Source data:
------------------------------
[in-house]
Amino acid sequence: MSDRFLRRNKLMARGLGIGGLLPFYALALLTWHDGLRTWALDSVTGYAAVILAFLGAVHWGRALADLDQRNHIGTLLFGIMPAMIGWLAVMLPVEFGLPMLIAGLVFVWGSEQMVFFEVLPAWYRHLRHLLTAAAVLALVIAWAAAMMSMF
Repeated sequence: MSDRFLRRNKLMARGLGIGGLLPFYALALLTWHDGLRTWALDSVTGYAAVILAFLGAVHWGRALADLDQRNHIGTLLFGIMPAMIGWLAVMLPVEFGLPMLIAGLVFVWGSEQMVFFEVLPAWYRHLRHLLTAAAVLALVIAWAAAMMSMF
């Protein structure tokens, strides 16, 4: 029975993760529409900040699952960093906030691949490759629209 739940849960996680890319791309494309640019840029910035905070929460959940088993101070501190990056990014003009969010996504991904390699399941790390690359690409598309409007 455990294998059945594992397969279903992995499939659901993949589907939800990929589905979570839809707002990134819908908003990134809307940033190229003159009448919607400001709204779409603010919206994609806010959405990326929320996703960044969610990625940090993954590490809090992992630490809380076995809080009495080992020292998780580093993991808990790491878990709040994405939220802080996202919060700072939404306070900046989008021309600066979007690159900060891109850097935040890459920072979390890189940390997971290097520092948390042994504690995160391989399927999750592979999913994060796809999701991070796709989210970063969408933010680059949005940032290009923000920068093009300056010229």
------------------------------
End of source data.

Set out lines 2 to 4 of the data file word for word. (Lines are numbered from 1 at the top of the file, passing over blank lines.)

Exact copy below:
Amino acid sequence: MSDRFLRRNKLMARGLGIGGLLPFYALALLTWHDGLRTWALDSVTGYAAVILAFLGAVHWGRALADLDQRNHIGTLLFGIMPAMIGWLAVMLPVEFGLPMLIAGLVFVWGSEQMVFFEVLPAWYRHLRHLLTAAAVLALVIAWAAAMMSMF
Repeated sequence: MSDRFLRRNKLMARGLGIGGLLPFYALALLTWHDGLRTWALDSVTGYAAVILAFLGAVHWGRALADLDQRNHIGTLLFGIMPAMIGWLAVMLPVEFGLPMLIAGLVFVWGSEQMVFFEVLPAWYRHLRHLLTAAAVLALVIAWAAAMMSMF
């Protein structure tokens, strides 16, 4: 029975993760529409900040699952960093906030691949490759629209 739940849960996680890319791309494309640019840029910035905070929460959940088993101070501190990056990014003009969010996504991904390699399941790390690359690409598309409007 455990294998059945594992397969279903992995499939659901993949589907939800990929589905979570839809707002990134819908908003990134809307940033190229003159009448919607400001709204779409603010919206994609806010959405990326929320996703960044969610990625940090993954590490809090992992630490809380076995809080009495080992020292998780580093993991808990790491878990709040994405939220802080996202919060700072939404306070900046989008021309600066979007690159900060891109850097935040890459920072979390890189940390997971290097520092948390042994504690995160391989399927999750592979999913994060796809999701991070796709989210970063969408933010680059949005940032290009923000920068093009300056010229």